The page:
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PamGodwin

PamGodwin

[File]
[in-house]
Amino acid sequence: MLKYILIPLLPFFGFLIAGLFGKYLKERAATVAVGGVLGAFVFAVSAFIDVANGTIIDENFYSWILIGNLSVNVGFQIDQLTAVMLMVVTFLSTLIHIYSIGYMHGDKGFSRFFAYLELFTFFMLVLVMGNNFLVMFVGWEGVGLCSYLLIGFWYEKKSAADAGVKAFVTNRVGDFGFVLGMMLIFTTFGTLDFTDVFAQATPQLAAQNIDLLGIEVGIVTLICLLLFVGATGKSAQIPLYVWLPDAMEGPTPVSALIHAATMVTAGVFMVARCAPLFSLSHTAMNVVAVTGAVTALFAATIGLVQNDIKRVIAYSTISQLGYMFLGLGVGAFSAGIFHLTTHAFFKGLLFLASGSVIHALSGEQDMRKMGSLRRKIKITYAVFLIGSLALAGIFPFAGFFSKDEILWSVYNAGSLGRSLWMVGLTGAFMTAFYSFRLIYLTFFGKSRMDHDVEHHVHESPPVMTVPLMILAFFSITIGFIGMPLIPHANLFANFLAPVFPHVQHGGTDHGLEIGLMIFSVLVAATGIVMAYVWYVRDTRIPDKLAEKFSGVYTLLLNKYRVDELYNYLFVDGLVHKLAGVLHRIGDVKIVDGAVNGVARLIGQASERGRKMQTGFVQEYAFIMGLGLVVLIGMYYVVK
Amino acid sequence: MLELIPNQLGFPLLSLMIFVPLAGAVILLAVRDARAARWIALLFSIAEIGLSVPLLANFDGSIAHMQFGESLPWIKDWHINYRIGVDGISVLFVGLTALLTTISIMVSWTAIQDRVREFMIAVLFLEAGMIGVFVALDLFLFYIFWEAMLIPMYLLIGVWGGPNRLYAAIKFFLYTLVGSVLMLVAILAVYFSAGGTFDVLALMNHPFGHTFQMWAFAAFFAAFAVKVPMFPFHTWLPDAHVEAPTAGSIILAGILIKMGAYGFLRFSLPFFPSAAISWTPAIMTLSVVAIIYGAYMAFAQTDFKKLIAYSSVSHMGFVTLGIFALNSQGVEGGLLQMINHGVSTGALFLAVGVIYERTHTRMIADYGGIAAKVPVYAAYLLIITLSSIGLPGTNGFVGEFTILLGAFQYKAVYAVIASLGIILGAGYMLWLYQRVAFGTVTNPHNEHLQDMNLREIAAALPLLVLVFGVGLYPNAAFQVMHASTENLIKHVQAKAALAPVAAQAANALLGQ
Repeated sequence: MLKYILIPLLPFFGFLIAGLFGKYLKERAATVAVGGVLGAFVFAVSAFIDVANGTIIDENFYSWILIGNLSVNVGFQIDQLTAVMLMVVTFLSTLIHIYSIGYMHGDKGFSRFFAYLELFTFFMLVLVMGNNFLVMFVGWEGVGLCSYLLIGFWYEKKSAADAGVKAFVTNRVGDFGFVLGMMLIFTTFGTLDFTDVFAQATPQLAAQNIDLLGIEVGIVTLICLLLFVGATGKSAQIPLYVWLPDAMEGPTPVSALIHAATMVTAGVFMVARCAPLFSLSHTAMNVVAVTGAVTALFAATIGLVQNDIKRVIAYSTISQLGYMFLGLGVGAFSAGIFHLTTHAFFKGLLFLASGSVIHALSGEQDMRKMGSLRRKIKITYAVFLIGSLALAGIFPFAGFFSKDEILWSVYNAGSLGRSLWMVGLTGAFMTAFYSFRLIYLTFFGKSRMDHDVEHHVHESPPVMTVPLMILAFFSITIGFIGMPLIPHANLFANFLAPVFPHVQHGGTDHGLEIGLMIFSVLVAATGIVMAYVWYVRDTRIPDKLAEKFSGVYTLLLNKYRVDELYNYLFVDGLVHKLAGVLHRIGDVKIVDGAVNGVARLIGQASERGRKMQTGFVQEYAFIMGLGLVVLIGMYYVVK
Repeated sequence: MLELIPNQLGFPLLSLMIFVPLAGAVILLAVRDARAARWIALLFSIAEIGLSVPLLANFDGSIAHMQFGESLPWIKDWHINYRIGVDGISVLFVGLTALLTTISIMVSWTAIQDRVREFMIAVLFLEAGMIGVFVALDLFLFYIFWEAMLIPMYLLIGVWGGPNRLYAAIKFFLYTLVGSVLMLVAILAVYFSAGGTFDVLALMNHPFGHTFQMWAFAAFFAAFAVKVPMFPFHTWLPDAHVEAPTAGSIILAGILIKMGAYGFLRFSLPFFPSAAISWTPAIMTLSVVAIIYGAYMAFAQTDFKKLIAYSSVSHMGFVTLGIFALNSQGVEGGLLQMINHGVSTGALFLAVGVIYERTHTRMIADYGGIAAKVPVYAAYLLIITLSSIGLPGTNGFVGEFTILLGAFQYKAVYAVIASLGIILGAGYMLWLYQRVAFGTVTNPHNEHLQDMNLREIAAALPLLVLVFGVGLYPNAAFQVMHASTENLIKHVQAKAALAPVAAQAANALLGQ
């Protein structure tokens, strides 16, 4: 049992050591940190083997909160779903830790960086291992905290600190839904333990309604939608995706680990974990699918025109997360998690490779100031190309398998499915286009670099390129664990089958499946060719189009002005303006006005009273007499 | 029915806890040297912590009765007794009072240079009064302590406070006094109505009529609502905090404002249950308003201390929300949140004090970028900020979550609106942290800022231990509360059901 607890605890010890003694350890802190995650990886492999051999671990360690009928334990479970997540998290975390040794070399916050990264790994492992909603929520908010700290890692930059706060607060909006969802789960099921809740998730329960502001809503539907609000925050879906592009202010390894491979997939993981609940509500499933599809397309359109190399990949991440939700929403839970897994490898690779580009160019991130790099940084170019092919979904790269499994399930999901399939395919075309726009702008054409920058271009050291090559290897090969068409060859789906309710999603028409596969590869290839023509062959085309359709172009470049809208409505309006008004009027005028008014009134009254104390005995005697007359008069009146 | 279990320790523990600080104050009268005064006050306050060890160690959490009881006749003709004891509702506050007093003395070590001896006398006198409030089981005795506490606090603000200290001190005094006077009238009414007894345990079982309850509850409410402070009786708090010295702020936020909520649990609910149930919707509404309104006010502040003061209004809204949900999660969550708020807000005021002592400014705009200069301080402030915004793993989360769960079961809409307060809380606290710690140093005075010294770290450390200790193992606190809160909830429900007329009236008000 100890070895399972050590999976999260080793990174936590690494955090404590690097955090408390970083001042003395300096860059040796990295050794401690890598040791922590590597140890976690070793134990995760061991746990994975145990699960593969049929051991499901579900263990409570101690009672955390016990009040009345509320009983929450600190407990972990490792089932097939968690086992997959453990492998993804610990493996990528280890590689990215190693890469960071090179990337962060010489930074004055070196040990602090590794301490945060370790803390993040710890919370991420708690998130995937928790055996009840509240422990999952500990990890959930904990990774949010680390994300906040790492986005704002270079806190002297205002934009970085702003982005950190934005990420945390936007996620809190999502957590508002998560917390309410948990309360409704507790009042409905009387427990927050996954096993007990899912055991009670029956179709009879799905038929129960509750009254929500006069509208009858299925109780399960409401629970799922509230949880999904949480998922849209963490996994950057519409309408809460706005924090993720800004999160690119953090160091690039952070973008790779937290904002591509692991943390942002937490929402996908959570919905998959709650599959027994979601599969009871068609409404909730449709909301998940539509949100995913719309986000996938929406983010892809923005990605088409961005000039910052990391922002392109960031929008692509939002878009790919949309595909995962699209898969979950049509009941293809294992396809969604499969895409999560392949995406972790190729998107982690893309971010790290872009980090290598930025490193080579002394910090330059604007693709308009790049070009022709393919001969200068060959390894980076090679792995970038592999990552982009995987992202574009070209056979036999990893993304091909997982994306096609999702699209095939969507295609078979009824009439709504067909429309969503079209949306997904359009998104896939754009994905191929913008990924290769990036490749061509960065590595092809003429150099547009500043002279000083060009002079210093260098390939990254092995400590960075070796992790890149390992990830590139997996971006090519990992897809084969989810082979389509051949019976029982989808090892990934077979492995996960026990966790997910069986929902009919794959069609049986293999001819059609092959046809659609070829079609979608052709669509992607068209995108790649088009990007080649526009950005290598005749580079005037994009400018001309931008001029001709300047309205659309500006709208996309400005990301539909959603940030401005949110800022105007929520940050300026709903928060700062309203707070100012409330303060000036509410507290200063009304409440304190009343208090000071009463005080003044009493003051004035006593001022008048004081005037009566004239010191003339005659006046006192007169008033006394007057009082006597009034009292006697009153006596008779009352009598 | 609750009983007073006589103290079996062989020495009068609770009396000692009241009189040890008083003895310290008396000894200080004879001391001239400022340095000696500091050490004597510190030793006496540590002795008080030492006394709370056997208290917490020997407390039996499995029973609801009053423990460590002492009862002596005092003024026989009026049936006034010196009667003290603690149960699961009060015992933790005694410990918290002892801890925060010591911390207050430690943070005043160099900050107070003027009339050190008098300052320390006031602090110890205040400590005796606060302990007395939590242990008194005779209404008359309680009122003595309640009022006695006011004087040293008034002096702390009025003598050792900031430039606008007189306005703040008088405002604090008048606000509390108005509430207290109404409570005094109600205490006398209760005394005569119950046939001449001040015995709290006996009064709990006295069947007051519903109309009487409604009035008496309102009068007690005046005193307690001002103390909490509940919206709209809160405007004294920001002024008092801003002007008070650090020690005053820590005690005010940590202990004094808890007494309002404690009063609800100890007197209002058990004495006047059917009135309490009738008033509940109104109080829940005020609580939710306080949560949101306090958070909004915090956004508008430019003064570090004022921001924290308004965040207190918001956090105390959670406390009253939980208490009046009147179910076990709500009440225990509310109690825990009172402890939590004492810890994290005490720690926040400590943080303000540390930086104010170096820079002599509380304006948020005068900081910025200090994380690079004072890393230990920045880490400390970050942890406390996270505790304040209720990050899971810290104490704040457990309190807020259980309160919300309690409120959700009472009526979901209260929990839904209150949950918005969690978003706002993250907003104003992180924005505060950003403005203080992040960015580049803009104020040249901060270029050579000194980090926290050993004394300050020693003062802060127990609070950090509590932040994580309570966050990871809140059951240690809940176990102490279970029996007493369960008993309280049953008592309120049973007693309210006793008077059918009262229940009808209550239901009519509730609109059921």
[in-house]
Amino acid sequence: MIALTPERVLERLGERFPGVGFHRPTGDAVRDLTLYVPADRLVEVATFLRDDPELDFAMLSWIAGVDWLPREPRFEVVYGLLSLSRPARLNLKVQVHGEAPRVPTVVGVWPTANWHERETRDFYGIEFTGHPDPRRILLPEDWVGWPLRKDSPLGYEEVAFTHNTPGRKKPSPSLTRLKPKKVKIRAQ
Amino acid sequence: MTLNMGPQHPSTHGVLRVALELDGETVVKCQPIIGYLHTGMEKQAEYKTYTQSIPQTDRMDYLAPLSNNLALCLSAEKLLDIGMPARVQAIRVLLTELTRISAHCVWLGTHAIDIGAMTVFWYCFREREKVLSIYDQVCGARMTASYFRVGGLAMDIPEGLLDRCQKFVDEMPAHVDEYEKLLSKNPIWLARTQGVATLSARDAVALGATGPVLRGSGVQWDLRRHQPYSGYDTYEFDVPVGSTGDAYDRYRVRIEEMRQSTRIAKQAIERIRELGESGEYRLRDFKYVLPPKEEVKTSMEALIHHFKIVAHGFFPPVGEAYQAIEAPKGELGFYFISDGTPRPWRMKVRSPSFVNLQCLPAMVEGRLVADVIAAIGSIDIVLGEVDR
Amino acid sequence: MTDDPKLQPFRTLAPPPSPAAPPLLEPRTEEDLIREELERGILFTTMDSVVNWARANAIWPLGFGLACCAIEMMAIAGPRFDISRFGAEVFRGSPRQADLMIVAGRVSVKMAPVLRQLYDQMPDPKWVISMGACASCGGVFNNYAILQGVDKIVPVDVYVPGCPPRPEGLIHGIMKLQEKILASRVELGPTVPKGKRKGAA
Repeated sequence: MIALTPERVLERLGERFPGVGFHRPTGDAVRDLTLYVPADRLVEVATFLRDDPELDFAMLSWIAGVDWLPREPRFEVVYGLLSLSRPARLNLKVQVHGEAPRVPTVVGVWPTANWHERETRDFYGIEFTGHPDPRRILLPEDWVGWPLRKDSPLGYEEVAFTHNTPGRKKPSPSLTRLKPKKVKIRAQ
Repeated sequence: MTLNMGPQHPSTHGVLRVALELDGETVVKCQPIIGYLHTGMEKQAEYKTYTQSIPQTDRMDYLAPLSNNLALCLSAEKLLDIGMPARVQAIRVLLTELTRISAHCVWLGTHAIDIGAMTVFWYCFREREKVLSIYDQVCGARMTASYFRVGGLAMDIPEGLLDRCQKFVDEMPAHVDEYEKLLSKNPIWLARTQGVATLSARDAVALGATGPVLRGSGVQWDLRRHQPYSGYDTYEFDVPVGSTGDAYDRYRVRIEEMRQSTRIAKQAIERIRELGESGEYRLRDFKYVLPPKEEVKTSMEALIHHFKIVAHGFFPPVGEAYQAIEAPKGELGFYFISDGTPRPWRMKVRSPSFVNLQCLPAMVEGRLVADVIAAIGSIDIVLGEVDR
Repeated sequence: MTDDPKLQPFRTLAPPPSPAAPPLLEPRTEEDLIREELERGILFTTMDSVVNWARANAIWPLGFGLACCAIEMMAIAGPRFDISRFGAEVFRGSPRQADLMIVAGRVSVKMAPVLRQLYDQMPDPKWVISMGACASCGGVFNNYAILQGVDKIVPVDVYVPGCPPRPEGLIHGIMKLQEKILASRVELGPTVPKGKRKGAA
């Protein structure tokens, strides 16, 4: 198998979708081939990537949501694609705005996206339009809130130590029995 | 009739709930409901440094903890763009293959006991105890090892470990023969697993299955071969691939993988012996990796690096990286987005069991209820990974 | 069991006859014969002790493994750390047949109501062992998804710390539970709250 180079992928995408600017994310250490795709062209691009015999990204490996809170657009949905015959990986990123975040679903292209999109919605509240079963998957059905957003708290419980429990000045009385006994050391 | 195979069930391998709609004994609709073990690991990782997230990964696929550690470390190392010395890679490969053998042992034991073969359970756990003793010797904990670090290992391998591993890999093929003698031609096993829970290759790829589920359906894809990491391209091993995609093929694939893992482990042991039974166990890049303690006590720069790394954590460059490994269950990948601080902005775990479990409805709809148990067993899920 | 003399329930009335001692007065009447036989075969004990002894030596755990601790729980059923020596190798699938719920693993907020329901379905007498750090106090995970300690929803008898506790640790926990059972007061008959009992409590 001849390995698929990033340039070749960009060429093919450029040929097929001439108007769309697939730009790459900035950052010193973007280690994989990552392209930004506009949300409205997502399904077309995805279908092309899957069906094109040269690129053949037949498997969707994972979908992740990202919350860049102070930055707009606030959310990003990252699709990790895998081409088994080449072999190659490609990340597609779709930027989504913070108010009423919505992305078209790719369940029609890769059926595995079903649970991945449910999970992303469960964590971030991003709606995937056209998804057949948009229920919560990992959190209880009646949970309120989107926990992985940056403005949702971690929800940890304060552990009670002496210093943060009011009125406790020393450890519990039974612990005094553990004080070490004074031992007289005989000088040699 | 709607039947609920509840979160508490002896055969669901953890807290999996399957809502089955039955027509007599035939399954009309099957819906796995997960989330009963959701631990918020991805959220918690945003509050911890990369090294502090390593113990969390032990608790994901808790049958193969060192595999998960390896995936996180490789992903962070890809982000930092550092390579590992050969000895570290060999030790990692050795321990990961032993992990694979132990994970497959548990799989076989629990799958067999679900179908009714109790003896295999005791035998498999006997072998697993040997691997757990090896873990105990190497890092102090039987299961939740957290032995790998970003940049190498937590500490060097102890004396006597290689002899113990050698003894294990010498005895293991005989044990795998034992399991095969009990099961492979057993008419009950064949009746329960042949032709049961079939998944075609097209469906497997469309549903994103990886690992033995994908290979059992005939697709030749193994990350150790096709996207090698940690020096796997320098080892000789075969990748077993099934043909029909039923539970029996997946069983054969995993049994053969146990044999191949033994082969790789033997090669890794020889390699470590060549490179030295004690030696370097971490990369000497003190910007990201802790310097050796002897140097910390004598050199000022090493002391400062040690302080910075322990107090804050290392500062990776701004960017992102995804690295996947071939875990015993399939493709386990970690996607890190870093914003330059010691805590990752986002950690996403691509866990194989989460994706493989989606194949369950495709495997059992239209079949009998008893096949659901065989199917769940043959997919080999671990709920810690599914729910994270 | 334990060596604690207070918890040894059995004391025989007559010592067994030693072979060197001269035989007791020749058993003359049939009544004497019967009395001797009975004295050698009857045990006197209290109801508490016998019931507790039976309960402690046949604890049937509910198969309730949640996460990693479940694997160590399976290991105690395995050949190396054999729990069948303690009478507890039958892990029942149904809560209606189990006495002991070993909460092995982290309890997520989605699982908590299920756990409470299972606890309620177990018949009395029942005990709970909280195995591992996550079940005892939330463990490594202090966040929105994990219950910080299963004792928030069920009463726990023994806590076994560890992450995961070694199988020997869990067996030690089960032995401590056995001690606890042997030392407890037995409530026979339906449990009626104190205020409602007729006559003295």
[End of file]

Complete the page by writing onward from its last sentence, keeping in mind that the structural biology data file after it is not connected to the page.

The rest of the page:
The Mistress (The Original Sinners, #4) - Tiffany Reisz This is one of the hardest reviews I've ever written. I adore this series. Nora Sutherland is one of my favorite heroines. But this fourth book in The Original Sinners is a pale, threadbare layer on this series' soul. The narration takes on an ADHD quality, unfocused, and distracted. Flashback after flashback occupies the majority of this book, and these aren't new back stories. They are stories you've experienced or heard in previous books. They might generate some nostalgia, but they offer no insight or momentum to the plot. Suspense is lacking in a spectacular way. Your eyes might fight to stay open. The cliff-hangers fail in their execution, yet they're placed forcefully throughout the narrative. The cornucopia of viewpoints is off-putting and holds you at a constant arm's length from the main characters. There's very little head time with the main characters, and the time you spend with Nora is eaten away with her redundant story time and profuse dialogue. Too much of both might spur you to skim ahead. The supporting cast of POVs like Grace and Laila are irritating beyond redemption. Grace is shallow, nosy, and in the way. Every time a scene began with The Rook or The Pawn, I groaned and my fingers twitched to page forward as fast and furious as I could. Why is Grace even there? She's an undeveloped character. We don't know her, don't care about her, yet she tries repeatedly to steal the spotlight. In the end, she does. I won't give away the conclusion, but the big reveal has regrettably turned me away from this series. The most crucial thing I admired and cherished about Soren is shattered in the final 20%. The sacred part of himself he held back for Nora and Kingsley for all these years is just handed off to random-character Grace. Why? Why? Why? The casualness of it cheapens his character, loses the core virtue of the series, and weakens the overall appeal for me.Despite my blatant disappointment, the outcome with Wesley is satisfying. His fate is predictable, but the 'how' is a surprise, albeit a shallow insta- kind of surprise. The best offerings in this book are the scenes between Wesley and Kingsley, and Wesley and Soren. Those conversations/confrontations are long-awaited and delightfully entertaining. They capture the essence of TR's riveting storytelling and the allure of this series. In summary, you should read this to obtain some semblance of closure, but be prepared for a thready echo of its predecessors.